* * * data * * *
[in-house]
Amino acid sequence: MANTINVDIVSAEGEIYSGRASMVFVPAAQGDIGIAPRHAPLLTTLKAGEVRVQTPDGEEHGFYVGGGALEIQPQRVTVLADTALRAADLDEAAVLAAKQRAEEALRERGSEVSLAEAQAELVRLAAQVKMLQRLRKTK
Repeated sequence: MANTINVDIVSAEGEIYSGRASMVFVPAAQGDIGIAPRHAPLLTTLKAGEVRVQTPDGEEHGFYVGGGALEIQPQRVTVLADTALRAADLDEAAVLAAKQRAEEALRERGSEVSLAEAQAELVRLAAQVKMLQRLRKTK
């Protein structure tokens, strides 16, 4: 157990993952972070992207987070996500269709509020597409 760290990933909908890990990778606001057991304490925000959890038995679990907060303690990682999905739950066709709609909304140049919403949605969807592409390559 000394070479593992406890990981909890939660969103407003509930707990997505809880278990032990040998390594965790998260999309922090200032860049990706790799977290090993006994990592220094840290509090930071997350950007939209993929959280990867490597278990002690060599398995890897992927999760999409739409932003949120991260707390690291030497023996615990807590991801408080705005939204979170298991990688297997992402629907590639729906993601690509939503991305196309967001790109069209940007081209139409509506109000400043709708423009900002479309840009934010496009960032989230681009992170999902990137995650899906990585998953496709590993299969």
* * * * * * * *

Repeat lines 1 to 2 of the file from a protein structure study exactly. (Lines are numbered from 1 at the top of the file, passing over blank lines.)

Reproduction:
[in-house]
Amino acid sequence: MANTINVDIVSAEGEIYSGRASMVFVPAAQGDIGIAPRHAPLLTTLKAGEVRVQTPDGEEHGFYVGGGALEIQPQRVTVLADTALRAADLDEAAVLAAKQRAEEALRERGSEVSLAEAQAELVRLAAQVKMLQRLRKTK